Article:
Mother’s Day 2021

Mother’s Day 2021

Today's video inadvertently uses a photo of Ross Reid instead of Aubrey Reed. Robin extends his apology to everyone and especially to Kay and Bev.

Today is Mother’s Day and we are honoring the very best of the mothering spirit of all people everywhere –  of course, of those among us who actually are mothers now, but also including our own mothers – both living and those who have died – as well as all mothers everywhere and of all times. We thank God for the very best of their maternal nurturing and care, praying God’s blessing on them, and on us as, with gratitude, we remember them in our minds and hearts.

John 15:9-17

Today`s reading begins: As the Father has loved me, so I have loved you; abide in my love. 

Jesus is describing this beautiful and perpetual love-flow, the constant streaming out from the heart of God, through the Son and the Holy Spirit and easily including us… Our place, he says, is quite simply, to ‘ABIDE’ within that sacred flow, meinate, meaning to stay, to settle, to remain, to exist unchanged, all of which suggests a state of permanence, our calling to settle in as open, available, channels as St Francis prayed, to be the conduits of God’s perfect love, perfect shalom-peace as it flows into, through and out from us.

And then we’re told how we are to do that: 10 If you keep my commandments, you will abide in my love, just as I have kept my Father’s commandments and abide in God’s love. 11 I have said these things to you so that my joy may be in you, and that your joy may be complete.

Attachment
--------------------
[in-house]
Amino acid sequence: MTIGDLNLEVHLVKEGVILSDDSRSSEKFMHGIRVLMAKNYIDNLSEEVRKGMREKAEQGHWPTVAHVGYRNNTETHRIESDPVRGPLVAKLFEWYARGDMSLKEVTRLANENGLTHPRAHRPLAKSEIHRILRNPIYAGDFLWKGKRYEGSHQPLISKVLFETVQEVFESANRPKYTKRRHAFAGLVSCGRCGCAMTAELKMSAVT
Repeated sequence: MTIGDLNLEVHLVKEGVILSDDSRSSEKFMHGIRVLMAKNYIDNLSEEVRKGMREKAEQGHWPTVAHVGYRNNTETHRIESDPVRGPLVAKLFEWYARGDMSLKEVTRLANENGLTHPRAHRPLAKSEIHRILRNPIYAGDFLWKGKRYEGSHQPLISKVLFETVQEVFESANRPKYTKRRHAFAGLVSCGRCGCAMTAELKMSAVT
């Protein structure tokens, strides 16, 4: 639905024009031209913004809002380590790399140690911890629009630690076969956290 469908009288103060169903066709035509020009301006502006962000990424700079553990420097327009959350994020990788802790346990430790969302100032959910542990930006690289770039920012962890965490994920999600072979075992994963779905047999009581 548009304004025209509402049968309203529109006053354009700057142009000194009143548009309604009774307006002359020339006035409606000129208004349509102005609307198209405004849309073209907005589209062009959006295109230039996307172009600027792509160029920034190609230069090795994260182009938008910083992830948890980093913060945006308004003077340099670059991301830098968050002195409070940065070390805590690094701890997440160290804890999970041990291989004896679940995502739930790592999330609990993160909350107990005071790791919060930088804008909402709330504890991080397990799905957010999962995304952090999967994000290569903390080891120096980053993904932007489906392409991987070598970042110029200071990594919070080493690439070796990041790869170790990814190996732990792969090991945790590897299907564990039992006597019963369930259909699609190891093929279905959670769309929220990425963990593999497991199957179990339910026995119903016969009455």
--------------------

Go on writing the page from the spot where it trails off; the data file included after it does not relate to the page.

That’s the point of it all is ‘joy’ xara ! It`s what John 10:10 describes as our having life in all of its abundance – what that Ethiopian eunuch experienced after meeting Phillip – as we’re told he went on his way ‘rejoicing!’

12 “This is my commandment, that you love one another as I have loved you. 13 No one has greater love than this, to lay down one’s life for one’s friends. 14 You are my friends if you do what I command you. 15 I do not call you servants[a] any longer, because the servant[b] does not know what the master is doing; but I have called you friends, because I have made known to you everything that I have heard from my FatherWe must surely get it that Christianity is a ‘revealed’ religion… Yes, its truth is forever more – bottomless… but it’s not secretive, because as Jesus says, I have made known to you everything that I have heard from my Father. 

And then, 16 You did not choose me but I chose you. I wonder how often we allow ourselves to miss that – let it pass us by. No. Please, let’s sit with that for a while: our sacred chosen’ness?  And chosen not just to inflate our egos but, as he says in the next verse, for a particular purpose! I love the image of the church as part of God’s toolbox, with God reaching in for us as the exact tool required to do a particular job! Notice how ‘chosen’exelexamhn is in the 1st person, singular, aorist, indicative – meaning ‘You – and particularly you – are chosen – and are constantly being so!’ …and chosen for a particular purpose. Which, he says, is:

…to go and bear fruit, fruit that will last, so that the Father will give you whatever you ask him in my name. 

Paul gives us a good idea of what the ‘fruit the lasts’ actually is as he writes in 1 Cor. 13 that while everything we know will eventually end, the greatest of the only 3 things that truly lasts: faith, hope and love, is love